“Barrier function plays a significant role in the cause of eczema, so repairing the barrier is crucial to reduce skin flare ups. In addition, ceramides restore skin water permeability as well as barrier function. Recent studies have suggested that low skin ceramide levels are a major factor in skin diseases such as atopic dermatitis. The stratum corneum (outer layer of the skin) consists of a high ceramide composition and significant evidence suggests that epidermal lipid barrier repair with ceramides is vital as they not only calm the skin but they can accelerate barrier repair following various external, acute, or sustained skin barrier disruption”
This is glad tidings for sore and stressed out skin, and thankfully ceramides get to work at speed too, as dermatologist Dr Tiina Meder notes:
“Using skincare products enriched with natural or synthetic ceramides provides immediate comfort and accelerates skin repair.”
You don’t need to be in dire skin straits to benefit repair wise either...
They slow the signs of ageing
Ceramide levels naturally begin to decline from around the age of 30 onwards, so supplementing your skin barrier’s existing lipids with topical ceramides will help skin to stay smooth and plump for longer. The fact that ceramides also help to prevent inflammation can in turn reduce dehydration, fine lines and rough skin texture caused by environmental damage too, making skin more resilient over time. Paula also points out that their gentle action means that they’re especially suitable for hydrating and firming skin around the eyes.
They can boost the efficacy of other skincare ingredients
Just as limiting your 5 a day to just one vegetable does not a healthy diet make, so going to town on ceramides alone won’t miraculously transform your skin or conjure up a dermatological time machine. Strategically combining beneficial skincare ingredients that are tailored to your needs within a consistent routine will reap the greatest rewards (boring we know). Paula underlines that mixing ceramides with peptides and fatty acids is particularly beneficial for dry, dehydrated and sensitive skin, and similarly Dr Hextall states that “if ceramides are applied with other lipids such as cholesterol in a combination similar to that found in the skin barrier, this further enhances barrier repair.”
Otherwise, ceramides can be combined with retinol, niacinamide and acid exfoliants (Paula points out that the latter in particular could enhance the effect and absorption of ceramides). Dr Meder affirms that ceramides are good partners for pretty much all of your bathroom shelf:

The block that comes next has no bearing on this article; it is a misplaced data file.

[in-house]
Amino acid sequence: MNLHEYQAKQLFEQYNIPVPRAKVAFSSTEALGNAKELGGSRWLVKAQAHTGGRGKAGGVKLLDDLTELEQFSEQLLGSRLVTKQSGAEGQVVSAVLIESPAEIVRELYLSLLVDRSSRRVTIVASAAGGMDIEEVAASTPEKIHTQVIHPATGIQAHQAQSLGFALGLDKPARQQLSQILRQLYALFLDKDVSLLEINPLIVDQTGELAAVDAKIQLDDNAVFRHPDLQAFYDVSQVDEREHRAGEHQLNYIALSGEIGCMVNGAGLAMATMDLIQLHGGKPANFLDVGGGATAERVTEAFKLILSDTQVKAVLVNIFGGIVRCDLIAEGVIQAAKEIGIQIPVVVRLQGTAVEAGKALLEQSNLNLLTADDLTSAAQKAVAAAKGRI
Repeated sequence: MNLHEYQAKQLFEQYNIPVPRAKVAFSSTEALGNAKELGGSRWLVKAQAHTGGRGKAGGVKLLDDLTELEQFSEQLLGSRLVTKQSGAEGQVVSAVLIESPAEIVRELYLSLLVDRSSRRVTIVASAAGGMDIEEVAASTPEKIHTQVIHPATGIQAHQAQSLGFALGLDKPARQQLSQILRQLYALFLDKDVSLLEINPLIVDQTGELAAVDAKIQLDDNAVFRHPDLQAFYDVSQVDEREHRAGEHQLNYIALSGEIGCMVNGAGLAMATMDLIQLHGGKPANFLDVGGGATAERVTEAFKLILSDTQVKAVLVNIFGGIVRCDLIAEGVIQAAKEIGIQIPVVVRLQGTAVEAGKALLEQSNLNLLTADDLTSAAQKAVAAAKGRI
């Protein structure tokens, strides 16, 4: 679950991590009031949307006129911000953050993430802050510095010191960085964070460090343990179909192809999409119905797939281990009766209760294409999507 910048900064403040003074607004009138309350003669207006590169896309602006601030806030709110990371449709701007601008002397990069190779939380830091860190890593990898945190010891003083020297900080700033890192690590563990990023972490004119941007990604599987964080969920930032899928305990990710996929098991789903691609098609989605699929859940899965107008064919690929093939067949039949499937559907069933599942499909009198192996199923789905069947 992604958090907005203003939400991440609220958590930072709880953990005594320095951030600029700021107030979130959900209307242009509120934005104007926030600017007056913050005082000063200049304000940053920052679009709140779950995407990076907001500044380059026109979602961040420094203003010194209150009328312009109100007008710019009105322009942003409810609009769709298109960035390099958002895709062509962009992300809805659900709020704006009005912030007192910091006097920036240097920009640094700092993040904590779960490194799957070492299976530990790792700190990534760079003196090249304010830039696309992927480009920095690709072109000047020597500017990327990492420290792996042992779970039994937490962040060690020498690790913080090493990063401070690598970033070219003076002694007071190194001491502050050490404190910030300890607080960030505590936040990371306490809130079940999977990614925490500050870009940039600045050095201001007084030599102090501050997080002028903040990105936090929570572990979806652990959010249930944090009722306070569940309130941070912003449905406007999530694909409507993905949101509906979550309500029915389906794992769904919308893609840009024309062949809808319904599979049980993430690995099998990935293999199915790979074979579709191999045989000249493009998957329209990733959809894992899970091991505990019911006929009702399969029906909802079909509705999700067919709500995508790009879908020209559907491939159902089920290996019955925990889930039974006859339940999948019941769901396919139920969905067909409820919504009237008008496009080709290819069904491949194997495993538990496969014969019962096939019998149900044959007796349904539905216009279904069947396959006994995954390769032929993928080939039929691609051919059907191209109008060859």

“Ceramides are very stable and considered to be a skin-identical ingredient. So, in addition to working effectively on human skin, they also work well alongside fellow skin-identical ingredients. These include vitamin E, niacinamide, lecithin and some plant oils (macadamia, sweet almond and olive in particular). Ceramides also work well with amino acids, peptides, glycerine, carrageenan, and hyaluronic acid.”
Mixing multiple ceramides also has a ‘strength in numbers impact. Dermatologist favourite CeraVe combines ceramides 1, 3 and 6-11 in particular across the brand’s product range as these are the lipids specifically identified to be lacking in people with skin diseases. Wondering how to spot ceramides in your skincare? Aesthetic doctor Dr Maryam Zamani illustrates that it’s pretty simple, as “the word ceramide will be seen in the ingredients list, followed by a number, for example, ceramide-2.” Chances are that the ceramides within your skincare will be synthetic, as Dr Meder explains that “ceramides are extremely expensive because the quantity found in plant extracts is very low. As a result, the industry most often uses synthetic, yeast extracted phytoceramides, or pseudo ceramides (which have a similar structure to the fatty acids extracted from plants).”
As for when to apply ceramides in your routine, AM and PM is all good, but Dr Zamani clarifies that their place in the skincare layering process:
“For best results, use a ceramide as the last step in your skincare routine. Ensure you eye cream, day cream and night cream all contain a ceramide to ensure that the skin hydration is maintained and the skin barrier is protected.”
And with that, here are six ceramide-rich products we love.